To effectively run an Incident Command Post just outside the scene of a large wildfire, it has to be set up like a small city.
“You can look at ICP as walking downtown Philipsburg, for instance, instead of a business you’ve got a group at does a specific thing such as finance. We’ve got a Main Street, we even have a town square which is where we do our briefings right here,” said Deputy Incident Commander Roger Staats.
Planning Section Chief Reggie Day added, “you’ve internet, you’ve got cell phone service, you’ve got the power you need. We’ve got heat for when it’s cold in the morning, we’ve got air conditioners when it's 90 degrees to 100 degrees in the tents.”
These services are necessary for more than 500 people needed to fight the more than 13,000 acre Meyers fire located about 25 miles southwest of Philipsburg. It’s all about making sure the firefighters can better do their job.
“Just try to make it as comfortable as you can, because with folks out there working as hard as they’re working, you know, it’s nice to come back to something that’s at least comfortable so they can get a good night’s rest, they’re clean, well fed, so they can hit the ground running in the morning,” Day said.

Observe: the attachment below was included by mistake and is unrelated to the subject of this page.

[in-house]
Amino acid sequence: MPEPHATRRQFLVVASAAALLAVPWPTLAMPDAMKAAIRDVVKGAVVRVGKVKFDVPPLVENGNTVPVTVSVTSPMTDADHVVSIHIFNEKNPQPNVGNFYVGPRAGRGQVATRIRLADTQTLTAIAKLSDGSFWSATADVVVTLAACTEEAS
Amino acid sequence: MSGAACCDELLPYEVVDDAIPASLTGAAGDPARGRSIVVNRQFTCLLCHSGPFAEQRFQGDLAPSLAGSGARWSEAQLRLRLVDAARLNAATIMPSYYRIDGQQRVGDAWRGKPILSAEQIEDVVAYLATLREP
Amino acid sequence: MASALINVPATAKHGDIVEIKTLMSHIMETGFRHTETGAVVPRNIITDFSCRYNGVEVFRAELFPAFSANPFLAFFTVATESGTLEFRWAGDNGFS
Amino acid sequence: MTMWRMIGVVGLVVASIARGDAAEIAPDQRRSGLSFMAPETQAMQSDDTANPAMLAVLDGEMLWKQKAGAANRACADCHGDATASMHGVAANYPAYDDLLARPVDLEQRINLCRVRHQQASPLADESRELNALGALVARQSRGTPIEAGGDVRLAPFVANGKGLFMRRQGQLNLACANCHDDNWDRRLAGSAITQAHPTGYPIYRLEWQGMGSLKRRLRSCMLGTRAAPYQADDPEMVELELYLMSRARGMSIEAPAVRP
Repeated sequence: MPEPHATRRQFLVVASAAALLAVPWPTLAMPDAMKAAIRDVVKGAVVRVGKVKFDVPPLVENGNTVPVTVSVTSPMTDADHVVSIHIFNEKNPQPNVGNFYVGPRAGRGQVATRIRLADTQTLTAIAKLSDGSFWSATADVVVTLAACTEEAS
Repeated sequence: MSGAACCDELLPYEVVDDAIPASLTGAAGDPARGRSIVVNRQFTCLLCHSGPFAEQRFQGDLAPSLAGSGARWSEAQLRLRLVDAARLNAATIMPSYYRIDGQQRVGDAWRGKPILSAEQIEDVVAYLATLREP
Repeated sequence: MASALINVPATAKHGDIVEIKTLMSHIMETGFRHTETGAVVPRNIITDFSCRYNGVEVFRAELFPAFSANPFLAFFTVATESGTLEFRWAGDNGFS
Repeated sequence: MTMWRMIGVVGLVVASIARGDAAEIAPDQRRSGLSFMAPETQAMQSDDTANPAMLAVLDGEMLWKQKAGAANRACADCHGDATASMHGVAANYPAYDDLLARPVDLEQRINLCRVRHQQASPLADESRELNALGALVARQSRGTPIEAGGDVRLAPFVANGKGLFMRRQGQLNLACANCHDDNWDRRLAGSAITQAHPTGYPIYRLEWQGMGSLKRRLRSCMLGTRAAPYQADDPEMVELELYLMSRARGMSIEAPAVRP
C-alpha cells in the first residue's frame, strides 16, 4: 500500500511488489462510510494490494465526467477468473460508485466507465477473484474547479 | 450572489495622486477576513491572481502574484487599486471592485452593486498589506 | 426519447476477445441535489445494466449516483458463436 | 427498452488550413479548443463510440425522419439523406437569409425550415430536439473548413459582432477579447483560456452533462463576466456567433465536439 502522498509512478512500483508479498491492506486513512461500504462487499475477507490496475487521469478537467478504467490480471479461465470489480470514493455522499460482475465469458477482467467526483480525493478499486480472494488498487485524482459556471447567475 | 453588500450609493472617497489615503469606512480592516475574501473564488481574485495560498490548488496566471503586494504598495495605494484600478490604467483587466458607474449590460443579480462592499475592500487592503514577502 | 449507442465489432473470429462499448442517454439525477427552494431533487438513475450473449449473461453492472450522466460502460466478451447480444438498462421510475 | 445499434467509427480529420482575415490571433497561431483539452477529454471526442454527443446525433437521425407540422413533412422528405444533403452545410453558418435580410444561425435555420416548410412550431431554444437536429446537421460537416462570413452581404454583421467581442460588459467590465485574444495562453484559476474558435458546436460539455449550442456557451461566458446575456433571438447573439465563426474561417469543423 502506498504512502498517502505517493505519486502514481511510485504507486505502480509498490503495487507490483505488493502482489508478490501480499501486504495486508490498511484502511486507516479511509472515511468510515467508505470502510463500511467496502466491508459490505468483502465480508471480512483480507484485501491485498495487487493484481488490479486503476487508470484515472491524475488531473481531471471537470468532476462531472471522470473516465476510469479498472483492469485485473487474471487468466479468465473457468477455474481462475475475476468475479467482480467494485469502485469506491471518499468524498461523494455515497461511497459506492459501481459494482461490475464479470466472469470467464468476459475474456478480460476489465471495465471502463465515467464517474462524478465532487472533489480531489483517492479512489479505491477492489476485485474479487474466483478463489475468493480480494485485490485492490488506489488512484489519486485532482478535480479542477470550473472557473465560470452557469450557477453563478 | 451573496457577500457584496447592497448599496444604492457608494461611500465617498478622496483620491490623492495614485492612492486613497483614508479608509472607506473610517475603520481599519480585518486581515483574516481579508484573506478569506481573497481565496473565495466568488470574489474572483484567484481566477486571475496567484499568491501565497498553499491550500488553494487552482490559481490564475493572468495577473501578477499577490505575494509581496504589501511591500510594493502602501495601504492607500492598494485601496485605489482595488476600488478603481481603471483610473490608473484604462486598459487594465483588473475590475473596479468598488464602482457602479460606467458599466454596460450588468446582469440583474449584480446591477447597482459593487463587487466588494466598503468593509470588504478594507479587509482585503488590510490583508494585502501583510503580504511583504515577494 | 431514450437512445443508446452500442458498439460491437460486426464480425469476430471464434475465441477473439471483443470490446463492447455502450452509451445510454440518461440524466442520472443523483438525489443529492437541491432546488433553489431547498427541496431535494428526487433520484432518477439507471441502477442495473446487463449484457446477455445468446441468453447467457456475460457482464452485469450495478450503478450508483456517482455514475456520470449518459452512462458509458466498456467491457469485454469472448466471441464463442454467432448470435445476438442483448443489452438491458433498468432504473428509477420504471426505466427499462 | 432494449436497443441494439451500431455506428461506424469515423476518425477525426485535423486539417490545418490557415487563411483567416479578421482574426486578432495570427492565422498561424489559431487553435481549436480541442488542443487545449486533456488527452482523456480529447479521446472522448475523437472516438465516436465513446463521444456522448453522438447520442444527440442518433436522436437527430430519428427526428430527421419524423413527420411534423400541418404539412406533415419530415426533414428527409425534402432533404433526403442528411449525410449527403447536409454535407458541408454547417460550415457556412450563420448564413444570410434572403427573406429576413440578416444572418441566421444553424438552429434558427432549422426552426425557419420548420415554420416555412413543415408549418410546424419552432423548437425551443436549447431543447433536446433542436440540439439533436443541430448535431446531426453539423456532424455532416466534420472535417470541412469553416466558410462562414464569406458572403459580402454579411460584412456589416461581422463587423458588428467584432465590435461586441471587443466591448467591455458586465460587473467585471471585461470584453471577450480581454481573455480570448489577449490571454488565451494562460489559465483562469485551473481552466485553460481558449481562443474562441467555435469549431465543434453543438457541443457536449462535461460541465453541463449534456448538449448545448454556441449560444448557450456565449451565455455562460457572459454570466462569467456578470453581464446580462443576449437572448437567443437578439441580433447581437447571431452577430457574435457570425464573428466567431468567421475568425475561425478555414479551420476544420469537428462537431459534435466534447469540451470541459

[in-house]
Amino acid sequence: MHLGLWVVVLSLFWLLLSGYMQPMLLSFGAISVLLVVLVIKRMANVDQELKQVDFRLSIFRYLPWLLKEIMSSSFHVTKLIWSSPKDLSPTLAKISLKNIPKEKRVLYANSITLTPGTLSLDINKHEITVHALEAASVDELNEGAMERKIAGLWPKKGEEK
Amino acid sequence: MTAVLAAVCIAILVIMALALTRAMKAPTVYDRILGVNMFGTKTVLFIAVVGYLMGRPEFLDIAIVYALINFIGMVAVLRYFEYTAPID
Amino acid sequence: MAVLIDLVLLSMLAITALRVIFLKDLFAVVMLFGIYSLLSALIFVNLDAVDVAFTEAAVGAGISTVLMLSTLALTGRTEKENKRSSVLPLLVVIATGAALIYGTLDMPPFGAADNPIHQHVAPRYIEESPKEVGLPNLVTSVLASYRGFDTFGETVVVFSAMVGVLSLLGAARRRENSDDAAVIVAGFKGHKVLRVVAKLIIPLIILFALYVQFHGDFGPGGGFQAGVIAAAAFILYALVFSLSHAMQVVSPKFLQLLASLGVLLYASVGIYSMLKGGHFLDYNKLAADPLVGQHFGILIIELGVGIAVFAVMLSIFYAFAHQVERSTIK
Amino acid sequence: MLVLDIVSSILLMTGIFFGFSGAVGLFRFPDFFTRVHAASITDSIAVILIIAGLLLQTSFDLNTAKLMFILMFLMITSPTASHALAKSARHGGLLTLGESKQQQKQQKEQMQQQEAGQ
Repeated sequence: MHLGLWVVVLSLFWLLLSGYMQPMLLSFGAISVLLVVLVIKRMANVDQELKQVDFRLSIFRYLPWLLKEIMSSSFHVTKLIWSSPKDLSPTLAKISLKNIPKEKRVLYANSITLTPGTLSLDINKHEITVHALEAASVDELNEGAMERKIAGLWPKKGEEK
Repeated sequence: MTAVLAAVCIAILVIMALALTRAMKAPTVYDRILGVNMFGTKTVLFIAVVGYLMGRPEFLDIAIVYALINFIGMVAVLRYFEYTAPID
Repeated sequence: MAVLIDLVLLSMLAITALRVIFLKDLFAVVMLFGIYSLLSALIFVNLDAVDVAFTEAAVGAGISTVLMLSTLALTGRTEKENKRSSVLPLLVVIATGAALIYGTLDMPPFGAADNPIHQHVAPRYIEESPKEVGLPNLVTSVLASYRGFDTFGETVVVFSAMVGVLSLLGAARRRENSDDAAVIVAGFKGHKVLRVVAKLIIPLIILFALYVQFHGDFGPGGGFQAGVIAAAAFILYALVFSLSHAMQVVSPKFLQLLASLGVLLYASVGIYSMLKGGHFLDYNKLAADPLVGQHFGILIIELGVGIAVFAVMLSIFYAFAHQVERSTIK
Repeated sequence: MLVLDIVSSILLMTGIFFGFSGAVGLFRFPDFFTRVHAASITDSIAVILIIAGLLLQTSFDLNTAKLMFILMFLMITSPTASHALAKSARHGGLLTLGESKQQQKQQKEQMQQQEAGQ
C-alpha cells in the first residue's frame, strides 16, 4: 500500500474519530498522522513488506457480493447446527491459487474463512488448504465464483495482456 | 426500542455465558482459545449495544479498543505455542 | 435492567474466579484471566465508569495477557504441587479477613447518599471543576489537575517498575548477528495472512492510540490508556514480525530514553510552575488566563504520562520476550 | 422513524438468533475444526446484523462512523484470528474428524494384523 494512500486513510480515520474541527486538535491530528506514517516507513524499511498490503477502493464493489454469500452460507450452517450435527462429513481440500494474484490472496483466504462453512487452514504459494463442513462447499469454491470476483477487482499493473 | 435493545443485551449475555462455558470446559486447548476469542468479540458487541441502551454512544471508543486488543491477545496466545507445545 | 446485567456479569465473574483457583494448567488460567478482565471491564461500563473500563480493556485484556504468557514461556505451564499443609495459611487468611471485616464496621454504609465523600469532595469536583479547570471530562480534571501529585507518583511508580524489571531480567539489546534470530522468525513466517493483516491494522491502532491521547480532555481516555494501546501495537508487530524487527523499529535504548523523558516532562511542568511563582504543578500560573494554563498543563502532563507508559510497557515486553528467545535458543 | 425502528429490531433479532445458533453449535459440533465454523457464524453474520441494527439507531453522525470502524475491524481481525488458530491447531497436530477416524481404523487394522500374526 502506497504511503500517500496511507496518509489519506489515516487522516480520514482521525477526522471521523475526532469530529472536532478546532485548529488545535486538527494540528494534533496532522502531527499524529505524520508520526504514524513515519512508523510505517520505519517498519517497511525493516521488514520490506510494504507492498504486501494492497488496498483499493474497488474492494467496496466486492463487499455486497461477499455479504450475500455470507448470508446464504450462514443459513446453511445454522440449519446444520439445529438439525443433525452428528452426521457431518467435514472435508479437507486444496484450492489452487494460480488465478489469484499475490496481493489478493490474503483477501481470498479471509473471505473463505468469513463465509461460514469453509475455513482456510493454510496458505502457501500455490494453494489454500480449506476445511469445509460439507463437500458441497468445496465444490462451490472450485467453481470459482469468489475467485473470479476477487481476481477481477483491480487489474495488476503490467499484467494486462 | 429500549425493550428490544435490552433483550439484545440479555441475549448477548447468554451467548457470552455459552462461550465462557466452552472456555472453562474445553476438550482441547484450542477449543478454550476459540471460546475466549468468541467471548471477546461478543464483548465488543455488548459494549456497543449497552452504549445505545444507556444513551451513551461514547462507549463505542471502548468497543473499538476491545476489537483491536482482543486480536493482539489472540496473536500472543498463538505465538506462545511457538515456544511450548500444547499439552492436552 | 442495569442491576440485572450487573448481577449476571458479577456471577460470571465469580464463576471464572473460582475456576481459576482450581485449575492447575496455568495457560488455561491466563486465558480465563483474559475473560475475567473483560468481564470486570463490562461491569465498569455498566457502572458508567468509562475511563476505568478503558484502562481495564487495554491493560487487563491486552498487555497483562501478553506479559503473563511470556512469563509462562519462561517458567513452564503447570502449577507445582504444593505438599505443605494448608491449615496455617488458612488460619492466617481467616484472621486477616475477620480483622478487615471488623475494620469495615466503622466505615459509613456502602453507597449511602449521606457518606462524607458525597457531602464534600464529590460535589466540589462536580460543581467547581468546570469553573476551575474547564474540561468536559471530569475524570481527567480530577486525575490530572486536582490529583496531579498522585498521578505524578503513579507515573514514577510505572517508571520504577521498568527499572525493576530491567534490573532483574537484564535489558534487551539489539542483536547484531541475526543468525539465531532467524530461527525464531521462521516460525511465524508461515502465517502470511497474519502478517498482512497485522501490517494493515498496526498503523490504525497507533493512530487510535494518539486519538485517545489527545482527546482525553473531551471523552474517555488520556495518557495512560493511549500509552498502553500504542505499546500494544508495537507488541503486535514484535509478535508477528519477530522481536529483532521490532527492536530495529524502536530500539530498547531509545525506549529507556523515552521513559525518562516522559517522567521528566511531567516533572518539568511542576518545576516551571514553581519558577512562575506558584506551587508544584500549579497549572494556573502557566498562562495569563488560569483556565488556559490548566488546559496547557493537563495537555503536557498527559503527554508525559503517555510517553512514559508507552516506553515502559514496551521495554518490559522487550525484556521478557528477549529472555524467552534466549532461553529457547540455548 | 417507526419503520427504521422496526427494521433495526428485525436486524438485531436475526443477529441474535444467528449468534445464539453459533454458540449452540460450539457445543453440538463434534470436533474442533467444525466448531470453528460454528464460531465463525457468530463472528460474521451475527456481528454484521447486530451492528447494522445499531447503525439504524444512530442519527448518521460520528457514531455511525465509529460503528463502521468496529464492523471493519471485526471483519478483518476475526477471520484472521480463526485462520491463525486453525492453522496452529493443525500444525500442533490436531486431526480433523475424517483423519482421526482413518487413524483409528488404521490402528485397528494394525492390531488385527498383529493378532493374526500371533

This includes medical services for serious or mundane injuries.
“We also do a lot of blister care for the firefighters, we get them ready so they can go out on the line in the morning, and then in the afternoon they come in and we patch them up as best we can,” said medic Peggy Miller.
For the next two to three weeks, this is how the crews are living.
“This is home right here, I’ve got a spot that’s flat, nice view, you have the stream down there, the camp’s down there, so this is my commute every day to the office. I love it,” Bureau of Land Management firefighter Edward Nelson said.
It’s important these firefighters are prepared to do their job.
“There’s a number of structures through here, mostly private owned, there’s also some historical structures on the east side over here, so what we’d like to do is not impact this area with fire, keep it out of here so if possible if the fire does move to the west we can just herd it around,” Staats said.